On September 8, 2008, the United States Court of Appeals for the Federal Circuit ruled that certain claims of a patent owned by Carnegie Mellon University were invalid as lacking adequate written description. Carnegie Mellon University v. Hoffmann-La Roche, Inc., Nos. 2007-1266; 2007-1267 (Fed. Cir. September 8, 2008). Despite arguments that the claims were directed to a biotechnology tool combining well-known elements and that one of the claimed elements had been a subject of scientific study since at least the 1970s, the court affirmed a lower court summary judgment holding of invalidity.
The claims at issue cover plasmids containing bacterial DNA polymerase I genes. Plasmids are DNA constructs that can be engineered to manipulate genes of interest and to grow the gene of interest in a host cell. The invention of the patents at issue stemmed from a discovery that the DNA polymerase I gene (polA) of an E. coli bacteria could be grown successfully in a host cell if the gene’s internal regulation mechanism was removed (if the natural promoter of the polA gene was deleted). Consistent with this discovery, the patent specification only described this single gene (and its single natural promoter). In contrast to this disclosure, Roche argued that the claims at issue covered a broad bacterial genus containing thousands of bacteria species and that the sequence of the polA gene would differ among bacteria species. Based on these set of facts, the court sided with Roche and affirmed the holding of the lower court that the claims were invalid as covering a genus not supported by a sufficient number of DNA species.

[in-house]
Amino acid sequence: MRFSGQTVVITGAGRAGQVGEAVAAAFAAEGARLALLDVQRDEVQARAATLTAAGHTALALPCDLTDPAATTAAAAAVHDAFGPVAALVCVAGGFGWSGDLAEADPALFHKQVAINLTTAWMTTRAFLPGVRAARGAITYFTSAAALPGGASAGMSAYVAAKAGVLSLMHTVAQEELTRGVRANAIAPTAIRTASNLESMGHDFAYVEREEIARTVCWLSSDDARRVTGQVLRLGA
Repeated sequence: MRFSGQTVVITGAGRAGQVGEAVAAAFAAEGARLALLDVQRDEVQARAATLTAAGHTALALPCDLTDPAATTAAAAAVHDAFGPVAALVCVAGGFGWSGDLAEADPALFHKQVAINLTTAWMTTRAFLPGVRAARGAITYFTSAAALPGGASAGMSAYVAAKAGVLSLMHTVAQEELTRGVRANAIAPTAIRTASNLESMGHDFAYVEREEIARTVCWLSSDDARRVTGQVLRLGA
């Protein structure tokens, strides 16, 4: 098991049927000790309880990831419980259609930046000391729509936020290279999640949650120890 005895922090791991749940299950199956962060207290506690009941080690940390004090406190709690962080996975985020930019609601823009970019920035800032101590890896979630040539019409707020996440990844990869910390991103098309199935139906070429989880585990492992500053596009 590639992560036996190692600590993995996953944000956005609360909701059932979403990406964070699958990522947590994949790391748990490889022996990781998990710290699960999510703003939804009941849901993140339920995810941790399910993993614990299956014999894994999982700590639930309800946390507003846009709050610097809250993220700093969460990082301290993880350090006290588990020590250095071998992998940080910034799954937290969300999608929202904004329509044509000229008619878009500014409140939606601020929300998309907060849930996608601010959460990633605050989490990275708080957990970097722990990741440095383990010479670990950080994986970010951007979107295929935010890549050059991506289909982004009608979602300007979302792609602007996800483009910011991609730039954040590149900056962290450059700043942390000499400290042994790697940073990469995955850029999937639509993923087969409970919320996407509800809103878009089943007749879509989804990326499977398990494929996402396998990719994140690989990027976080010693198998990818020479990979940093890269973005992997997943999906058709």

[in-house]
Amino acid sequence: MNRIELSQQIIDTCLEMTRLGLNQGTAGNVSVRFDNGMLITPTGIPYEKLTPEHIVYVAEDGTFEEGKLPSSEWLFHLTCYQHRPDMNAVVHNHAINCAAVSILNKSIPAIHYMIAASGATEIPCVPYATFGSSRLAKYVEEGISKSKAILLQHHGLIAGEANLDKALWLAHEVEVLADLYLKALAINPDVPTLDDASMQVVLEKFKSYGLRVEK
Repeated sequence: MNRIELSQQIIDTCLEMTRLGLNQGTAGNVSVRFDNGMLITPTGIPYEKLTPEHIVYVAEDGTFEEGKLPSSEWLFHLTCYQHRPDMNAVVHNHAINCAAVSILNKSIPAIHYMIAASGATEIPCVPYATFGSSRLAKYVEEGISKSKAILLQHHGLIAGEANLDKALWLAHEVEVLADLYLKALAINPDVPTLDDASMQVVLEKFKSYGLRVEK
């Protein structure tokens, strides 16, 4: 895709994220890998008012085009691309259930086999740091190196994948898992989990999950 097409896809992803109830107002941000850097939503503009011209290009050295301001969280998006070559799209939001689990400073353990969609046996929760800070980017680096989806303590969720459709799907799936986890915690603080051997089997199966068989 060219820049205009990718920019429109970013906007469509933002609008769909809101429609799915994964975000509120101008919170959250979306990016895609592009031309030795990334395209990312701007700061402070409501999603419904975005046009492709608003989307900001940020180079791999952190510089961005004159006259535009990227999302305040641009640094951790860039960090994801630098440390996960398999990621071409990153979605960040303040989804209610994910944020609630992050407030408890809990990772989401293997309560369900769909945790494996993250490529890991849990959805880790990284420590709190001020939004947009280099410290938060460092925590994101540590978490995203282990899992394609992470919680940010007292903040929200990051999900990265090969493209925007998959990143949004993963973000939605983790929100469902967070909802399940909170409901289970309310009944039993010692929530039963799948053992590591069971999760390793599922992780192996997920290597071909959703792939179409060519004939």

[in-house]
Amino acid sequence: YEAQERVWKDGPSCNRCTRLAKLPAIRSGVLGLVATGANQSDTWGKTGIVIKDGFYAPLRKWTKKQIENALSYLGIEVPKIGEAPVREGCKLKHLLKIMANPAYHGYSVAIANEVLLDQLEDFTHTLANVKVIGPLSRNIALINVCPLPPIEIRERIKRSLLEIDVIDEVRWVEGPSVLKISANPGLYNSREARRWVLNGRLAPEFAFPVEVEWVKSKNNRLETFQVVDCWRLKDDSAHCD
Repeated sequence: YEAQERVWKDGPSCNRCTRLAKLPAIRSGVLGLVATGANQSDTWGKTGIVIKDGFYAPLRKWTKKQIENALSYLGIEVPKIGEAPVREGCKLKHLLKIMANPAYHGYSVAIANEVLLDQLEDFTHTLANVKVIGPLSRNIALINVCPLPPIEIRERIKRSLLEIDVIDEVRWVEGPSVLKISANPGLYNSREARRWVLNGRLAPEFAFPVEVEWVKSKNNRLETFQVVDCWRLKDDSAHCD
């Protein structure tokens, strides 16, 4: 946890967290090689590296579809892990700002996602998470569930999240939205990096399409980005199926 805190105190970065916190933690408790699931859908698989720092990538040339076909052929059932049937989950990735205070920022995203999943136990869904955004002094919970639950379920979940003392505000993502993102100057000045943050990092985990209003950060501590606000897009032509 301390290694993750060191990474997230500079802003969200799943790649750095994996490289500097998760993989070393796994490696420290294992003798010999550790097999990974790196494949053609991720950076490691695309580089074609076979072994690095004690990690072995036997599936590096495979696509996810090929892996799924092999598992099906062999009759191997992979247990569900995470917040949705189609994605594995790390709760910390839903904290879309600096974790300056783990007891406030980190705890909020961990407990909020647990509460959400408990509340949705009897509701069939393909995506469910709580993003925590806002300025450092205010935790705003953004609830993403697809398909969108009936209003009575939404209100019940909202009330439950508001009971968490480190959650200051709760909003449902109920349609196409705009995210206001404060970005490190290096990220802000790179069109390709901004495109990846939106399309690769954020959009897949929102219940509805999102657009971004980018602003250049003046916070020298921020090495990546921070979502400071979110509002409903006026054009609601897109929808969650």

The court refuses to distinguish Regents v. Eli Lilly as limited to novel DNA sequences.
In the decision, Carnegie Mellon unsuccessfully argued that the courts prior decision in Regents of University of California v. Eli Lilly & Co., 119 F.3d 1559 (Fed. Cir. 1997), should be limited to claims directed to novel DNA sequences because the patent claims at issue in Eli Lilly covered novel insulin DNA sequences. The court, however, rebuffed this argument, holding that nothing in Eli Lilly limited the decision to novel DNA sequences.
The court finds that three is not enough to support a DNA genus claim.
Under the Eli Lilly decision, a claim covering a DNA sequence must be supported in the specification by a “representative number of species.” How many species is enough to support a nucleotide claim is a question that has beleaguered patent practitioners since the day the court handed down the Eli Lilly decision. In the instant Carnegie Mellon decision, the court held that a single species in the patent specification and evidence of two additional species known in the art at the time of filing was not sufficient. In other words, three species was not enough. The future impact of this “three is not enough” holding, however, remains to be seen. As stated in the Carnegie Mellon decision, the doctrine under Eli Lilly is fact specific and requires an inquiry into, among other things, the knowledge in the art, the prior art, and the maturity and predictability of the technology.
The fate of biotechnology tool claims is still to be determined
Carnegie Mellon argued to the court that its invention was a biotechnology tool and therefore outside the scope of the Eli Lilly decision. As discussed above, the court rejected this distinction. The Carnegie Mellon decision leaves unanswered, however, how the doctrine of the Eli Lilly decision impacts inventions that include DNA but where the DNA is a marginal aspect of the invention.
If you have any questions about the information in this alert or the ramifications of the coort’s decision in Carnegie Mellon University v. Hoffmann-La Roche, Inc please contact:
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